What is the job of the "best boy" that is sometimes listed in movie credits?

Answer: The best boy is traditionally the assistant to the Gaffer (head electrician), although now it is a common term for the second in command of any department, so you may see 'best boy rigging' or similar. It's not even mandatory to be a boy either, female best boys include Julie Fife and Kristina Gore Trevail (who was billed as Best Girl).


I saw a cartoon or similar where a guy needed ivory, so he looked up in a book that ivory comes from elephants. He went up to a live elephant and tried to saw his tusks off, and the elephant threw him off. Does that sound familiar to anyone?

Answer: This was from a Bugs Bunny cartoon with the Elmer Fudd. He goes looking for the tusks to cook dinner and this happens.

Can anyone give me a website that has a list of all of James Bond's different gadgets he's ever had?

Around ten years ago there was a made-for-television movie shown in the U.S. The movie was shown mostly like "news reports" about a meteor heading to Earth (which I believe was actually supposed to be some kind of alien spaceship). There was something of a controversy about the movie, and the network constantly showed reminders that it was a movie, not a real news broadcast. I can't remember the network it was on, though it was definitely a broadcast network, as opposed to cable. And it is not "The 4400" (which is a much more recent cable program), nor "War of the Worlds".

A long time ago, maybe six years or so, I saw a little bit of a movie that has stuck in my mind. I think it might be The Spiral Staircase, but I've read summaries of that and it doesn't mention the scene I saw. In the scene, there was this huge spiraling staircase and this man and older woman, maybe two women, were running up it. The staircase was collapsing as they were running and the man ended up trying to save the older woman, even though I think the older woman might have been bad. Does anyone know?

Answer: This sounds like "The Haunting" to me (the good one from the '60's, not that junk from '99). In the scene I think you're referring to, the character Eleanor has climbed up this huge rickety staircase, in her sleep I think. Everyone else in the house (3 other people, two men, one woman) gathers around the bottom, trying to figure out how to get her down. Finally, one of the men - a doctor - climbs the staircase to rescue her. It starts collapsing and they both nearly fall. Hope this helps!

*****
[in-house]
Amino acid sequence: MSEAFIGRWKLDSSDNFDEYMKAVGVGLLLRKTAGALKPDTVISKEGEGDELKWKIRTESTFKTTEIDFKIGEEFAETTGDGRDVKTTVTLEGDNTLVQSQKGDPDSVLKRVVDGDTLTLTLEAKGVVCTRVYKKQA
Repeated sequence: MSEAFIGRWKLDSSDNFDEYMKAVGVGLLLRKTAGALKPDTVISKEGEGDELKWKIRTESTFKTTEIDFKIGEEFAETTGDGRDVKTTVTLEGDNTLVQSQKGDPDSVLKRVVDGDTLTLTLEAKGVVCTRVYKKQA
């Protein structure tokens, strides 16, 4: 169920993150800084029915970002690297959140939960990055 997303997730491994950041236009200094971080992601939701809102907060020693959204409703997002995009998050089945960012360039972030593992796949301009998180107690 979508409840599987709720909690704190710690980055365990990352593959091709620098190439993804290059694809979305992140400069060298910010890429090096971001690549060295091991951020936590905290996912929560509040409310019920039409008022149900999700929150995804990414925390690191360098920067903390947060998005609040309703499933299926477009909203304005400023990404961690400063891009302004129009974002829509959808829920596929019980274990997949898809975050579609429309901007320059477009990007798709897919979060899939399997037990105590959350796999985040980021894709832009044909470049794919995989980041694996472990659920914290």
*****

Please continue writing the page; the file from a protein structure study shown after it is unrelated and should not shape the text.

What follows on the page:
I remember watching an old TV show, time period I think similar to 'Who's the Boss' and 'Three's company', but i can't remember the name. About a family, the dad built a robot daughter. She had dark hair, they had a real son too, the neighbour's daughter (red hair, I think) had a crush on him. Episodes include the robot girl going in the swimming pool and breaking, and the boy making a black and white film for class.

Answer: The show was called 'Small Wonder'. Check out the IMDb page for more info:


What was the title of a movie where the lead character picks up a rather nervous looking man with a duffel bag? During the conversation that follows, the nervous guy says that he's invented his million dollar idea. It's six minute abs. The lead character replies that it sounds great, but what happens to his market if someone invents five minute abs. At which point the nervous guy gets completely thrown off track. I think in the next scene they pull over and the nervous guy gets out of the car because there's a cop nearby but leaves his duffel bag.

I am trying to find the name of a Nicholas Cage movie. It was a film related to boxing and Cage was a body guard protecting a woman. That's all I can remember, it was a great movie but forgot to notice the title after it played on TV.

Answer: The movie is "Snake Eyes". Cage is a corrupt cop that must solve a murder at a boxing match, and protect a woman that knows everything.


I've always wondered this, but in the credits of a movie they have the director of photography's name with A.S.C. next to it. And I'm not sure but I think the editor has A.C.E. next to it. What do these mean?

Answer: The A.S.C. is the American Society of Cinematographers. A.C.E. stands for American Cinema Editors. Both of these are organisations dealing with the respective professions - education, quality and so on.

Tailkinker Premium member